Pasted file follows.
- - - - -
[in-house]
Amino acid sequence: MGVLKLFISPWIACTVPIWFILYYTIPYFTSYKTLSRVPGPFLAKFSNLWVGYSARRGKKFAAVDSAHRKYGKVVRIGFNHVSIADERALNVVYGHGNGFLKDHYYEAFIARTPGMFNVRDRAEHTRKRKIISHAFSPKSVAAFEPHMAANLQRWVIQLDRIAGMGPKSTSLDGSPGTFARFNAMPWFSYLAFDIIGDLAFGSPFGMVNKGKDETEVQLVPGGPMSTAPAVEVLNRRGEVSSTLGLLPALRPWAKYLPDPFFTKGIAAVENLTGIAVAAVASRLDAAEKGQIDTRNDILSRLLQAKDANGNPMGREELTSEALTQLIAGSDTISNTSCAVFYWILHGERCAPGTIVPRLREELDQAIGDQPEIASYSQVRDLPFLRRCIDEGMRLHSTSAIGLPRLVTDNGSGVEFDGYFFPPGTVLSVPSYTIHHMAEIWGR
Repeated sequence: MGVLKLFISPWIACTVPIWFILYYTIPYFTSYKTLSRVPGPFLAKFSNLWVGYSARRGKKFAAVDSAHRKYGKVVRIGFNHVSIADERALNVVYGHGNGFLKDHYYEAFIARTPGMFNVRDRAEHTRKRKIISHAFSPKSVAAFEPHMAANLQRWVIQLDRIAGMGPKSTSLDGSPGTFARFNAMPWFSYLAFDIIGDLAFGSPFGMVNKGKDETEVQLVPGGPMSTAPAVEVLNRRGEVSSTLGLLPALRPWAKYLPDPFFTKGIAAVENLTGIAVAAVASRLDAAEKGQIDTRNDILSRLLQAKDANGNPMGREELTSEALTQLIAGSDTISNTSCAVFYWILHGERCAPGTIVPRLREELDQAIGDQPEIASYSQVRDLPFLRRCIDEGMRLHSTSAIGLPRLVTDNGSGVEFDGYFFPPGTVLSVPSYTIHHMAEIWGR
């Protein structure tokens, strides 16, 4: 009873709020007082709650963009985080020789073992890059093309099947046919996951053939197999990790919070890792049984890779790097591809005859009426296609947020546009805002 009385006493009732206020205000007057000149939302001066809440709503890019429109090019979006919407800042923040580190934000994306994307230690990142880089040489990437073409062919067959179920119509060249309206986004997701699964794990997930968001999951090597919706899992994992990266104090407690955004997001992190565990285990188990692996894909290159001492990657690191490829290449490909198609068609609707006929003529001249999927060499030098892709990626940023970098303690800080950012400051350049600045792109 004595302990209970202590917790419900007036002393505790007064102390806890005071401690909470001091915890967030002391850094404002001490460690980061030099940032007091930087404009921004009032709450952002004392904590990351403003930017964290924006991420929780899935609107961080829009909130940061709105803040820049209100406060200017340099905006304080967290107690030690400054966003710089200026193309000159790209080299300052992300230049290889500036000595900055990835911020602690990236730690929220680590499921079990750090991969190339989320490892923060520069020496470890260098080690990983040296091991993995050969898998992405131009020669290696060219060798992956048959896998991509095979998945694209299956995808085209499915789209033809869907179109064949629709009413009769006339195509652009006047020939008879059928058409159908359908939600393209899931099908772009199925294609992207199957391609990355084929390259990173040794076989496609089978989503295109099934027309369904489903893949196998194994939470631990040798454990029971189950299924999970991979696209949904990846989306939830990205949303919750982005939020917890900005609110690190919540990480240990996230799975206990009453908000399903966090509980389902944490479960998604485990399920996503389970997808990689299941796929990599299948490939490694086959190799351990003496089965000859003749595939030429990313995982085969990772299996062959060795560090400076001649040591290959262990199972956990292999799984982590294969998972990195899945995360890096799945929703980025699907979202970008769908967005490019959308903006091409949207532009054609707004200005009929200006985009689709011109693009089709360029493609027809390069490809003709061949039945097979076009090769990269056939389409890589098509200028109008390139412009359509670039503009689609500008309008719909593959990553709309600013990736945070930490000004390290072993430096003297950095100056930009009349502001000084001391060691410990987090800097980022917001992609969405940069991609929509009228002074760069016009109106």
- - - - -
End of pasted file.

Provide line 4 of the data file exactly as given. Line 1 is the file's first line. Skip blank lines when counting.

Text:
């Protein structure tokens, strides 16, 4: 009873709020007082709650963009985080020789073992890059093309099947046919996951053939197999990790919070890792049984890779790097591809005859009426296609947020546009805002 009385006493009732206020205000007057000149939302001066809440709503890019429109090019979006919407800042923040580190934000994306994307230690990142880089040489990437073409062919067959179920119509060249309206986004997701699964794990997930968001999951090597919706899992994992990266104090407690955004997001992190565990285990188990692996894909290159001492990657690191490829290449490909198609068609609707006929003529001249999927060499030098892709990626940023970098303690800080950012400051350049600045792109 004595302990209970202590917790419900007036002393505790007064102390806890005071401690909470001091915890967030002391850094404002001490460690980061030099940032007091930087404009921004009032709450952002004392904590990351403003930017964290924006991420929780899935609107961080829009909130940061709105803040820049209100406060200017340099905006304080967290107690030690400054966003710089200026193309000159790209080299300052992300230049290889500036000595900055990835911020602690990236730690929220680590499921079990750090991969190339989320490892923060520069020496470890260098080690990983040296091991993995050969898998992405131009020669290696060219060798992956048959896998991509095979998945694209299956995808085209499915789209033809869907179109064949629709009413009769006339195509652009006047020939008879059928058409159908359908939600393209899931099908772009199925294609992207199957391609990355084929390259990173040794076989496609089978989503295109099934027309369904489903893949196998194994939470631990040798454990029971189950299924999970991979696209949904990846989306939830990205949303919750982005939020917890900005609110690190919540990480240990996230799975206990009453908000399903966090509980389902944490479960998604485990399920996503389970997808990689299941796929990599299948490939490694086959190799351990003496089965000859003749595939030429990313995982085969990772299996062959060795560090400076001649040591290959262990199972956990292999799984982590294969998972990195899945995360890096799945929703980025699907979202970008769908967005490019959308903006091409949207532009054609707004200005009929200006985009689709011109693009089709360029493609027809390069490809003709061949039945097979076009090769990269056939389409890589098509200028109008390139412009359509670039503009689609500008309008719909593959990553709309600013990736945070930490000004390290072993430096003297950095100056930009009349502001000084001391060691410990987090800097980022917001992609969405940069991609929509009228002074760069016009109106």